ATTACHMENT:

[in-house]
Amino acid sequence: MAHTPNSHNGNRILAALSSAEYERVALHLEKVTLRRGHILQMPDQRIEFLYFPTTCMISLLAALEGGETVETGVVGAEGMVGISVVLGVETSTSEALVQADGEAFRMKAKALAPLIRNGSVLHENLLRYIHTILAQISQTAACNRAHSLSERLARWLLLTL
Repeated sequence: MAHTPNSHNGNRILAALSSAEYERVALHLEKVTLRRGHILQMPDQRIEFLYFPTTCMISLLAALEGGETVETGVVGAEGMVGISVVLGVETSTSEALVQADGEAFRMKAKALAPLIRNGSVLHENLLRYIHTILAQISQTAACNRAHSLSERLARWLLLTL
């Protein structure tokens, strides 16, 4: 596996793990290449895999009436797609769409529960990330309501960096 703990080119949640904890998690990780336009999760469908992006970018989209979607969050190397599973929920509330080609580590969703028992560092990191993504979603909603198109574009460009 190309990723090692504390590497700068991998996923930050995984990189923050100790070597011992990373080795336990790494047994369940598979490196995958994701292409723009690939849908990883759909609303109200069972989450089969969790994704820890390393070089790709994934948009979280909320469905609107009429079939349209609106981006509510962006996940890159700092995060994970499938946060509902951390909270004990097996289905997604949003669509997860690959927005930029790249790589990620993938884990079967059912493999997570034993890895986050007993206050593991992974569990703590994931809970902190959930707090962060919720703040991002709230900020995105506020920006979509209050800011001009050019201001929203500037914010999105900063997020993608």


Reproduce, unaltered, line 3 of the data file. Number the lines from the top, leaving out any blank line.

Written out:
Repeated sequence: MAHTPNSHNGNRILAALSSAEYERVALHLEKVTLRRGHILQMPDQRIEFLYFPTTCMISLLAALEGGETVETGVVGAEGMVGISVVLGVETSTSEALVQADGEAFRMKAKALAPLIRNGSVLHENLLRYIHTILAQISQTAACNRAHSLSERLARWLLLTL